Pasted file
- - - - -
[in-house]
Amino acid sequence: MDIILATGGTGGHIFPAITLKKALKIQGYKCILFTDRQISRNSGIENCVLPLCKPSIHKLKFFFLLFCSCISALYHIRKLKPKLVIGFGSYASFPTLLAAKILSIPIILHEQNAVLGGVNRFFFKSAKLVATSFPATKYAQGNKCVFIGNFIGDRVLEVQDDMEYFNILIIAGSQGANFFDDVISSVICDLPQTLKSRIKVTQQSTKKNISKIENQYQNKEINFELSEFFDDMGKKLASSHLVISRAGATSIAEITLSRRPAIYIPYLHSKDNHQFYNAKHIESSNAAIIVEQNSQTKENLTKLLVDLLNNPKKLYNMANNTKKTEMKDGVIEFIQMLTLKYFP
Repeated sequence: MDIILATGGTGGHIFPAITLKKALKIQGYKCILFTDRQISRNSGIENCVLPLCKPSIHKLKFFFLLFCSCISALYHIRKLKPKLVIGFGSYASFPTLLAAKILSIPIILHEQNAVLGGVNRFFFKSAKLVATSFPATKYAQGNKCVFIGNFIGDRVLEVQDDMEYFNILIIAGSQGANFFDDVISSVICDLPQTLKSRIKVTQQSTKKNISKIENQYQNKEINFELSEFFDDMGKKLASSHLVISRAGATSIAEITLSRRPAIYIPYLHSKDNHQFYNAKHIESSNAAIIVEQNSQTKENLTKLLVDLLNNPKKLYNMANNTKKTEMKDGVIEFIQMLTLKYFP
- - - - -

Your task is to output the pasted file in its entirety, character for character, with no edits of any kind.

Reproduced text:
[in-house]
Amino acid sequence: MDIILATGGTGGHIFPAITLKKALKIQGYKCILFTDRQISRNSGIENCVLPLCKPSIHKLKFFFLLFCSCISALYHIRKLKPKLVIGFGSYASFPTLLAAKILSIPIILHEQNAVLGGVNRFFFKSAKLVATSFPATKYAQGNKCVFIGNFIGDRVLEVQDDMEYFNILIIAGSQGANFFDDVISSVICDLPQTLKSRIKVTQQSTKKNISKIENQYQNKEINFELSEFFDDMGKKLASSHLVISRAGATSIAEITLSRRPAIYIPYLHSKDNHQFYNAKHIESSNAAIIVEQNSQTKENLTKLLVDLLNNPKKLYNMANNTKKTEMKDGVIEFIQMLTLKYFP
Repeated sequence: MDIILATGGTGGHIFPAITLKKALKIQGYKCILFTDRQISRNSGIENCVLPLCKPSIHKLKFFFLLFCSCISALYHIRKLKPKLVIGFGSYASFPTLLAAKILSIPIILHEQNAVLGGVNRFFFKSAKLVATSFPATKYAQGNKCVFIGNFIGDRVLEVQDDMEYFNILIIAGSQGANFFDDVISSVICDLPQTLKSRIKVTQQSTKKNISKIENQYQNKEINFELSEFFDDMGKKLASSHLVISRAGATSIAEITLSRRPAIYIPYLHSKDNHQFYNAKHIESSNAAIIVEQNSQTKENLTKLLVDLLNNPKKLYNMANNTKKTEMKDGVIEFIQMLTLKYFP